European Journal of Rheumatology
Invited Review

New insights into the pathogenic mechanisms and treatment of arterial thrombosis in antiphospholipid syndrome

1.

Department of Rheumatology, Endocrinology and Nephrology, Faculty of Medicine, Hokkaido University, Sapporo, Japan

Eur J Rheumatol 1; 1: -
DOI: 10.5152/eurjrheum.2020.20058
Read: 450 Downloads: 197 Published: 20 November 2020

Antiphospholipid syndrome (APS) is a systemic disorder clinically characterized by widespread thrombosis and obstetric complications associated with the persistent presence of antiphospholipid antibodies (aPLs). The persistent presence of aPLs represents a thrombotic risk in APS, which can be stratified according to the aPL profile. Thrombosis occurs in both arteries and veins. Notably, arterial thromboses have a higher recurrence compared with venous thromboses and a tendency for recurrence in the same vascular (arterial) site. Secondary prevention of arterial thrombosis requires more intensive treatment than prevention of venous thrombosis. Data from randomized clinical trials indicated that factor Xa inhibitors should not be recommended for APS. Recurrent thromboses in patients with APS treated with factor Xa inhibitors were mainly arterial, with a high rate of stroke. Dual antiplatelet therapy may have some benefit for preventing the recurrence of arterial thrombosis in patients with APS. This review article describes pathogenic mechanisms, clinical features, risk assessment, and management of arterial thrombosis in patients with APS. Particularly, we discuss how secondary prophylaxis may be a useful approach to reduce the occurrence of arterial thrombosis.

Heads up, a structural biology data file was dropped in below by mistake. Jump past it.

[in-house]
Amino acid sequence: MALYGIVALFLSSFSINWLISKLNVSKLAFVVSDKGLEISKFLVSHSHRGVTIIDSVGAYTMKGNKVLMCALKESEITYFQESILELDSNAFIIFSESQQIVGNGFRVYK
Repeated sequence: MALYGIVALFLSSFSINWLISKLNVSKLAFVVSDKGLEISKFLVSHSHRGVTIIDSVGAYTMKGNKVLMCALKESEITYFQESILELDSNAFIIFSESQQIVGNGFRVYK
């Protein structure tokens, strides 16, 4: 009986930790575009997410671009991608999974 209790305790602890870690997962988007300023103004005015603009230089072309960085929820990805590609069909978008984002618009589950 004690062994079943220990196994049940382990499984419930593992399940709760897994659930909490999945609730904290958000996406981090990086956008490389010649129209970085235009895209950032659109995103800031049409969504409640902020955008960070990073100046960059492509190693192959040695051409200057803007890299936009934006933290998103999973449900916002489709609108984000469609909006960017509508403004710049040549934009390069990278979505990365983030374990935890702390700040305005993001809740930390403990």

Cite this article as: Fujieda Y, Amengual O. New insights into the pathogenic mechanisms and treatment of arterial thrombosis in antiphospholipid syndrome. Eur J Rheumatol November 19, 2020; 10.5152/eurjrheum.2020.20058 [Epub Ahead of Print].

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ISSN 2147-9720 EISSN 2148-4279